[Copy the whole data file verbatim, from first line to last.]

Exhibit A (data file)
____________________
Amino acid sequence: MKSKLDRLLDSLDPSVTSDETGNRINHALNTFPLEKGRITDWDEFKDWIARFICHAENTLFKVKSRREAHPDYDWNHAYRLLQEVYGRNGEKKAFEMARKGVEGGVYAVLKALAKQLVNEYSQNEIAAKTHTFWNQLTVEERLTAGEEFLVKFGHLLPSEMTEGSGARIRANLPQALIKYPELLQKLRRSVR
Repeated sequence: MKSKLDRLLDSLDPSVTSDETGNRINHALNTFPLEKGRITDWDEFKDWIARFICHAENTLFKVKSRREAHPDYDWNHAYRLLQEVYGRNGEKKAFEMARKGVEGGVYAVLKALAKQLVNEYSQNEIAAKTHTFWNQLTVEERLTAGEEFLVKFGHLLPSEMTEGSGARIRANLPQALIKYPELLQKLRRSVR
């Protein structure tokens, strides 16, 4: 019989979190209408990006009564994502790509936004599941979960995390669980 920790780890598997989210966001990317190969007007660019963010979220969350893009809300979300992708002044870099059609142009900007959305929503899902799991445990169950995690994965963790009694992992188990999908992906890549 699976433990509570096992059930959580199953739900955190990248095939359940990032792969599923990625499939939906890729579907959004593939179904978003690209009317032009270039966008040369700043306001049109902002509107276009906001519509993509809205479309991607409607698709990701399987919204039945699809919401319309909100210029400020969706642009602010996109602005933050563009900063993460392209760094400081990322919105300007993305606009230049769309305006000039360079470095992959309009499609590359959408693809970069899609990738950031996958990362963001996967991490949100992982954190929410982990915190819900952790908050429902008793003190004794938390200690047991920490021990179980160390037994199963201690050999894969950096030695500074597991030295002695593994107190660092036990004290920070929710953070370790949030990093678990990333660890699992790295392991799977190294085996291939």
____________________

Amino acid sequence: MKSKLDRLLDSLDPSVTSDETGNRINHALNTFPLEKGRITDWDEFKDWIARFICHAENTLFKVKSRREAHPDYDWNHAYRLLQEVYGRNGEKKAFEMARKGVEGGVYAVLKALAKQLVNEYSQNEIAAKTHTFWNQLTVEERLTAGEEFLVKFGHLLPSEMTEGSGARIRANLPQALIKYPELLQKLRRSVR
Repeated sequence: MKSKLDRLLDSLDPSVTSDETGNRINHALNTFPLEKGRITDWDEFKDWIARFICHAENTLFKVKSRREAHPDYDWNHAYRLLQEVYGRNGEKKAFEMARKGVEGGVYAVLKALAKQLVNEYSQNEIAAKTHTFWNQLTVEERLTAGEEFLVKFGHLLPSEMTEGSGARIRANLPQALIKYPELLQKLRRSVR
């Protein structure tokens, strides 16, 4: 019989979190209408990006009564994502790509936004599941979960995390669980 920790780890598997989210966001990317190969007007660019963010979220969350893009809300979300992708002044870099059609142009900007959305929503899902799991445990169950995690994965963790009694992992188990999908992906890549 699976433990509570096992059930959580199953739900955190990248095939359940990032792969599923990625499939939906890729579907959004593939179904978003690209009317032009270039966008040369700043306001049109902002509107276009906001519509993509809205479309991607409607698709990701399987919204039945699809919401319309909100210029400020969706642009602010996109602005933050563009900063993460392209760094400081990322919105300007993305606009230049769309305006000039360079470095992959309009499609590359959408693809970069899609990738950031996958990362963001996967991490949100992982954190929410982990915190819900952790908050429902008793003190004794938390200690047991920490021990179980160390037994199963201690050999894969950096030695500074597991030295002695593994107190660092036990004290920070929710953070370790949030990093678990990333660890699992790295392991799977190294085996291939």